Answer: Workers’ Comp, short for Workers’ Compensation, is a form of insurance that provides wage replacement and medical benefits for employees who are injured in the course of employment. In exchange, employees give up their right to sue their employer for negligence.
Answer: Workers’ Compensation covers almost any on the job injury, including long-term diseases resulting form your work (for example: asbestos, toxic chemicals, extreme noises, repetitive motion, etc.), pre-existing injuries that were made worse by an accident at your job, and even injuries caused by a third party while on the job.
Answer: That depends on your employer. Employers who are self- insured pay workers’ compensation benefits directly to their employees. All other employers pay a premium to BWC, like insurance, to cover the cost of injuries to their workers. In these cases, BWC pays the compensation benefits.
If your claim is ultimately allowed, BWC, in cooperation with your MCO, or your employer will pay your medical bills associated with your injury. If you are so seriously injured that you cannot return to work for eight or more days, you may also receive a percent of the wages you have lost for the workdays that you have missed.
Answer: This depends on many factors, and is impossible to say without reviewing your individual case. Having an experienced attorney on your side, however, will help you receive your benefits much faster, as you can be sure that your attorney will file all the necessary paperwork to keep your clam moving to make sure you get your benefits as soon as possible.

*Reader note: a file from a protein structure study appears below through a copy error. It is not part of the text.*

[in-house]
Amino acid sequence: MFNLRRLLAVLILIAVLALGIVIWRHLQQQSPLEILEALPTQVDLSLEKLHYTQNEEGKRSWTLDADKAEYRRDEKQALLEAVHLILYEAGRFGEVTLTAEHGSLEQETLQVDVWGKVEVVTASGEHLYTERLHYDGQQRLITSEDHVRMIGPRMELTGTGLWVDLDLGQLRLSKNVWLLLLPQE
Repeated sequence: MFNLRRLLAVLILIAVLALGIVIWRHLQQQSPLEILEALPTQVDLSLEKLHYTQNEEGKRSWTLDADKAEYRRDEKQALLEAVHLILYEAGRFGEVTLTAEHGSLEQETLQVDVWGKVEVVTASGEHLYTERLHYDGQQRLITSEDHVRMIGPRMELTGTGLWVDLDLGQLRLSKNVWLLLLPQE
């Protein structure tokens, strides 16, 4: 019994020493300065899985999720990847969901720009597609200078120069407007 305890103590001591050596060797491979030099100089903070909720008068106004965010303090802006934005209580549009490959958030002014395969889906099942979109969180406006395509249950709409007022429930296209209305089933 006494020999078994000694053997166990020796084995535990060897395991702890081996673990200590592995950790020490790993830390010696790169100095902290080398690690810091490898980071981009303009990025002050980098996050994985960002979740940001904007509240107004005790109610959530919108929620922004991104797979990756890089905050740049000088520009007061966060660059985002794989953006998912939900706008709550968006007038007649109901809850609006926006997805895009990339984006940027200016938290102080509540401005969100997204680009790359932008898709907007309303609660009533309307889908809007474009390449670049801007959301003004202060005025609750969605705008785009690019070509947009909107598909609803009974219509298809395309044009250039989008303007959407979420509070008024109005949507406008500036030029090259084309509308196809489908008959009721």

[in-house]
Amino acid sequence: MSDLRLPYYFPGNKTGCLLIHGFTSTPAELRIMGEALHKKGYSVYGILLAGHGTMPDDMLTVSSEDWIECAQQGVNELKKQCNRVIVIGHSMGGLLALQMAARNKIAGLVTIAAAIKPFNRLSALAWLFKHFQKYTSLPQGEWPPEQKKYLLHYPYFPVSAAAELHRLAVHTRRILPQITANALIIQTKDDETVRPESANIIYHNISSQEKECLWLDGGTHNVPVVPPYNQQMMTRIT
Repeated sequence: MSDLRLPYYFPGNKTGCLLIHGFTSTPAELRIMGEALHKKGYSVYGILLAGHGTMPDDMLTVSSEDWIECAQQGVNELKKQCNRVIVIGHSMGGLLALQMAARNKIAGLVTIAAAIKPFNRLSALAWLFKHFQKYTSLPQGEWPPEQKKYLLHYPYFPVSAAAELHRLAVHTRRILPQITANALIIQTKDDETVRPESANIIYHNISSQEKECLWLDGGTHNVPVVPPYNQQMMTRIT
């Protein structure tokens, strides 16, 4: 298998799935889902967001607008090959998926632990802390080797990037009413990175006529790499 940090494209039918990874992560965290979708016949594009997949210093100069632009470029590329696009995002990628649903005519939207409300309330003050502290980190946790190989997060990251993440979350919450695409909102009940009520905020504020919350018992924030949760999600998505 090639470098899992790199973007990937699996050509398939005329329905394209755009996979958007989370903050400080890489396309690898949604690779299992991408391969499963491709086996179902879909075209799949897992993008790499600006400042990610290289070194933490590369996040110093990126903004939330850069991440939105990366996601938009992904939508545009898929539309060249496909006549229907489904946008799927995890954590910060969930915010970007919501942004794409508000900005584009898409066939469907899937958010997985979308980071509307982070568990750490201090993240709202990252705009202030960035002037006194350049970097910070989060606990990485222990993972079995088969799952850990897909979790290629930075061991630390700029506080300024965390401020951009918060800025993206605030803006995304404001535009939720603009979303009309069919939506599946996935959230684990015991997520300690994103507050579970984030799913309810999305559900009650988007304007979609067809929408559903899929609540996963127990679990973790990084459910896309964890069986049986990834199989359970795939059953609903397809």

Answer: Medical treatments for your allowed conditions are paid 100%. You should have no out of pocket expense.
Answer: All fees for workers’ comp cases are contingent fees. This means that Mitchell+Pencheff, Fraley, Catalano and Boda collect no fees unless we are successful in obtaining compensation for you. Typically, the fee is 1/3rd of what is recovered, and there is no fee due unless and until money is actually collected for you.
Answer: No. The fee is only charged on the portion of temporary total disability that is obtained by our efforts. We do not charge on the ongoing temporary total.
Answer: Yes. Under certain circumstances it may make sense to reach a full and final settlement of your claim. A settlement would pay a lump sum of money for closing your case.
Answer: Yes. The statute of limitations (time limits) for bringing a workers’ compensation claim is based upon a variety of factors, so it is important to consult a lawyer as soon as possible. However, even if you were injured some time ago, you may still have a case. Talk with one of our experienced lawyers to get more information.
Answer: The Ohio Revised Code Section 4123.90 provides that no employer shall harass, demote or discharge an inured worker because they filed or pursued a claim. If this happened to you, call us immediately as there is a very short 90-day statute of limitations to give your employer notice.